Missouri Attorney General Josh Hawley initially resisted calls for his office to launch an investigation into alleged sexual abuse by Catholic priests.
It was up to local prosecutors, Hawley said, because he doesn’t have the proper jurisdiction.
Survivors of clergy sexual abuse weren’t satisfied with that answer. They sought to put pressure on the attorney general — who is also the GOP candidate for U.S. Senate — by holding events in Kansas City and outside Hawley’s St. Louis office demanding he get involved.
By Thursday, Hawley had reversed course.
He announced that his office would launch an investigation after the Archdiocese of St. Louis reached out and offered to open up its files for scrutiny. The Diocese of Kansas City-St. Joseph quickly followed suit.
“While my office does not have jurisdiction at the present time to prosecute any criminal acts of this nature, or to issue subpoenas to investigate it, it would be possible to conduct a thorough and robust investigation of potential clergy abuse if the various dioceses were willing to cooperate,” Hawley told reporters.
Not everyone was quite so ready to celebrate the news.
Nicole Goravosky, a former local and federal prosecutor who specializes in child sexual abuse cases, said what Hawley has proposed is “not a true investigation.”
“You don’t allow the fox to guard the hen house,” she said. “You don’t allow the accused to have control over what is investigated. And that’s what is going on.”
And Hawley’s hesitancy to get involved drew criticism from Missouri Democrats, who say it’s become a familiar pattern for the attorney general to dodge thorny issues until they become too politically toxic to ignore.
“Josh Hawley’s record is clear,” said Brooke Goren, deputy communications director for the Missouri Democratic Party. “He puts himself and his political ambitions ahead of his responsibility to seek the answers Missourians deserve no matter who is accused of wrongdoing.”
Mary Compton, press secretary for the attorney general’s office, defended the investigation.
“Despite lacking power to subpoena or prosecute in this area, this office has found a way to conduct a probing and thorough investigation,” Compton said in a statement. “Those who want to criticize this action can explain themselves to the victims.”
If the dioceses in Missouri do not cooperate, Compton said, “we will certainly make that fact known. We also look forward to meeting with victims and victim groups, and we encourage anyone with information to report to come forward to our office.”
The priest sex abuse issue erupted last week when a grand jury in Pennsylvania released a report that said church leaders had covered up sexual abuse by hundreds of priests over seven decades.
The report said the grand jury had identified more than 1,000 child victims while acknowledging the number is likely much higher.
Two former Kansas City area priests are among those named in the report: the Rev. Mark Honhart, who served in numerous parishes in the Kansas City-St. Joseph diocese from 1980 to 2001; and the Rev. Marvin Justi, who was co-pastor of Good Shepherd Catholic Church in Shawnee in 1972. Both priests later ended up in Pennsylvania.
Goravosky said that instead of relying on the cooperation of the accused, Hawley could instead coordinate efforts with local prosecutors to convene a grand jury to do a proper investigation.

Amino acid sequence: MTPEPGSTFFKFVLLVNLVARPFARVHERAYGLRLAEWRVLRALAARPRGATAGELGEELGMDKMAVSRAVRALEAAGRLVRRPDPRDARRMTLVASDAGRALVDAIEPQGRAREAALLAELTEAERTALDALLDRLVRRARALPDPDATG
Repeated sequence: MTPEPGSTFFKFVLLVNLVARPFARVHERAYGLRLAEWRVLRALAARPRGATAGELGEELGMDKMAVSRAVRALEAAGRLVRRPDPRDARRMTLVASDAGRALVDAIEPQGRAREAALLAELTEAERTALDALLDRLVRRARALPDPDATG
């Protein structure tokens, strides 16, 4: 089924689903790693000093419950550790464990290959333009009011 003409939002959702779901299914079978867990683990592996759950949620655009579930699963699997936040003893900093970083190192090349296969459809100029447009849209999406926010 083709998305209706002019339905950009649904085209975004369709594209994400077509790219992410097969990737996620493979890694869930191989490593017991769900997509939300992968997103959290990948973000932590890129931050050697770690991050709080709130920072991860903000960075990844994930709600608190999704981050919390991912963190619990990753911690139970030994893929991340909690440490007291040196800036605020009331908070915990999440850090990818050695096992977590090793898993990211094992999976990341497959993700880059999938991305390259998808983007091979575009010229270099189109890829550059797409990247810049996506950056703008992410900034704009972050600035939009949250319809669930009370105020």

In a letter she wrote to the attorney general on Friday, she said Hawley is “currently running an advertisement on television claiming that you coordinated a statewide audit on the backlog of untested rape kits in prosecutor’s offices in Missouri and are now coordinating an effort to get funding for this issue, and you are publicly pushing state prosecutors to be more aggressive on sexual assault cases.”
“You can behave similarly here.”
Hawley wants it to appear as though he is taking action, Goravosky said, because “it’s an election year, and he didn’t want to be seen as doing nothing.”
“But it’s important people not be satisfied with what’s going on here,” she said. “It’s not a true investigation.”
Hawley has faced this type of criticism before.
After The Star revealed last year that former Gov. Eric Greitens and his staff were using a self-destructing text messaging app called Confide, Hawley faced calls to investigate whether the Missouri’s Sunshine Law was being violated.
He initially argued that he couldn’t investigate Greitens because his office was already defending the governor in other legal matters. Two weeks after The Star’s report, however, Hawley announced an investigation into whether Confide was being used to illegally destroy public records in the governor’s.
His Confide probe ended with a determination that there was no evidence of wrongdoing, in part because a lack of subpoena power meant investigators could not find evidence.
Hawley also faced calls last year to to look into whether Greitens misused a donor list belonging to a veterans charity. The allegations first came to light in October 2016, then reemerged throughout the spring and summer of 2017.
The attorney general’s office rebuffed calls for an inquiry, saying it did not have jurisdiction over campaign finance violations or criminal theft. But in April, Hawley launched an investigation under Missouri’s consumer protection and charitable registration and reporting laws that eventually led to felony charges against the former governor.
The felony charges against Greitens were eventually dropped by the St. Louis prosecutor as part of a plea deal that led to his resignation on June. 1.
Kelli Ford, Hawley’s campaign press secretary, chalked up the criticism of the attorney general to Democrats trying to help Hawley’s opponent this fall, U.S. Sen. Claire McCaskill.
“Claire McCaskill has been a professional politician for so long,” she said, “there’s no tragedy she won’t exploit for political gain.”